The shift is unavoidable in this day and era. The complexities of a marriage and partnerships have also evolved over time. Around 50 years ago, there was a very negative mentality about the way partnerships, families and divorce were discussed. That mentality has not changed, and today there is a much more reserved attitude about the manner in which these matters are preceded (McNulty et al 2016). Another subject that has lately attracted interest is the question of live-in partnerships. Couples, who are planning on getting married someday, should cohabitate first because it will provide a better perspective about their partner, get them accustomed to each other’s lifestyle, and change in the gender role. Personally, I prefer that people who want to get married should live together first so that they could get to know what they are getting themselves into and if they are ready for it. Ideally, there are views both in favor and against this idea of life in relationships but I think that cohabitating before marriage outweighs all arguments against this. (Berrington, 2015).
The first reason is that living together before marriage is the fundamental test. It is at this time that people who want to be married get to understand if they can still love each other even after acknowledging that it is not going to be a joy ride. The love that people have for each other will be tested fully when they live together before marriage. Most of the times, in any prospective romantic relationship, it is tough to have an idea about the way that partner is going to turn out (McNulty et al 2016). Marriage is pretty much like a legal contract, and they proceed in such a long-term commitment with someone just by few meetings is somewhat a huge gamble (Berrington, 2015). On the other hand, if two people live together for a considerable period, then there is a likelihood that they would get to know each other at a more personal level (McNulty et al. 2016). Not only, but they would also be sure that how that other partner is going to turn out if something does not go right at every level. The statistics have also shown that that person who goes into marriage straightaway after romantic relationships, the divorce rate is higher by about 30 % in those cases. On the other hand, couples that know each other are much likely to stay together (Berrington, 2015). The other aspect that has to be taken into consideration is the fact that how committed people are into the relationship (McNulty et al, 2016). These days, the level of commitment that is going to be witnessed among each of the partners might vary. Thus, if one person jumps into the marriage while the other one is not comfortable with it is the critical fact that is needed to be taken into the reckoning (McNulty et al 2016). When the level of commitment is not the same in both the partners, then there is a likelihood that the marriage is not going to work out. Having a better understanding of your partner is one of the prime reasons to which marriage or long-term commitment must be done after living together for a while (Berrington, 2015).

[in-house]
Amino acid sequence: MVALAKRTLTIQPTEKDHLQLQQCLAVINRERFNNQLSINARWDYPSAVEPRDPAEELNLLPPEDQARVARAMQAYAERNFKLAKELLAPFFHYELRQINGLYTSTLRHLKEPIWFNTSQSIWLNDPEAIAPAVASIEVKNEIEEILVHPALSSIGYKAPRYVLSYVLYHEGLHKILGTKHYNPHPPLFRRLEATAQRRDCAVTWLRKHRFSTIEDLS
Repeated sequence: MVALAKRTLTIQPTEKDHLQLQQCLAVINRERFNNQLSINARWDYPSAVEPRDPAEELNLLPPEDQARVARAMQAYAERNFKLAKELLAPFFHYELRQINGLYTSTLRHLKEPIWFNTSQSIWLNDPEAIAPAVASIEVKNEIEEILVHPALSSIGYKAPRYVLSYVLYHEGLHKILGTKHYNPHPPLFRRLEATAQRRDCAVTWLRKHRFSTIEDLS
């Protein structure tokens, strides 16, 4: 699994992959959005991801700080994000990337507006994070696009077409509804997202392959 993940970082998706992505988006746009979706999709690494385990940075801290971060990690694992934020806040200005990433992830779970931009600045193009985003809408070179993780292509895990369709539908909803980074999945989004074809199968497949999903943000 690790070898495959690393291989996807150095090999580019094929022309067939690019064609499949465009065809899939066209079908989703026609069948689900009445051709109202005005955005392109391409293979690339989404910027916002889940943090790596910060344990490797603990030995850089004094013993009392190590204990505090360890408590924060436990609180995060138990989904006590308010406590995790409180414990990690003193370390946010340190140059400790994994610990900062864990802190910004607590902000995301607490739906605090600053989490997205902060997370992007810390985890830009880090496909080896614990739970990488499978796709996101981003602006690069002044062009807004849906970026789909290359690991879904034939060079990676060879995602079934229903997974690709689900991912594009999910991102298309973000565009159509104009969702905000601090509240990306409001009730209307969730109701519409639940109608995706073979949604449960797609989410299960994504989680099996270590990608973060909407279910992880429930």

The second reason is that people who live together before marriage form a stronger bond as a team thus will be able to plan their future. They will be able to plan their careers, relationship, and financial system together. This will give them the experience and wisdom of how to raise a family if they end up getting married. Through this, both of them will be able to understand each others’ priorities and values and if it aligns with theirs before getting married. Once you start living with that person, you realize how the spend the rest of the day (McNulty). Some people might be charismatic when one gets to spend a short amount of time with them, but once that initial phase is over, persons/partners personality may become more reserved in the relationship (Berrington, 2015). As the relationship evolves, one becomes more aware of their partners values, beliefs, and goals. For instance, how soon they want the kids to happen, or whether they want kids at all (Rhoades). When people are living together, they can develop an insight about the way this relationship is going to work and what is the perspective of people with regards to the way things are going to be working out.
The third reason is that a couple’s passion and intimacy life will be tested before getting married. Couples will get to understand more if they will be comfortable with each other and can be able to plan if they can be able to have babies in the future.
Argument supporting living together before marriage
An April issue of the Journal of marriage and family that was presented early to the Council involving contemporary families’ states that recent studies have wrongly overstated that living together before marriage triggers divorce highly. An assistant professor at the University of Carolina, Arielle Kuperberg supports cohabitation by arguing that living together does not really result to divorce in marriage later on. The professor goes ahead to say that it depends on what age the couple decided to start living together. It, therefore, suggests that people that used to live together but got divorced after marriage are the ones who did not choose compatible partners who are suitable for them. This is in contrast to what the US Attorney Legal services which says that couples that lived together before have a 49% chance of getting divorced while those that never lived together have a 20% chance. Basically, divorce can be influenced by many factors like career. Careers, like dancing and bartending record the highest rate of divorce therefore living together, does not primarily mean that your marriage will end up in divorce.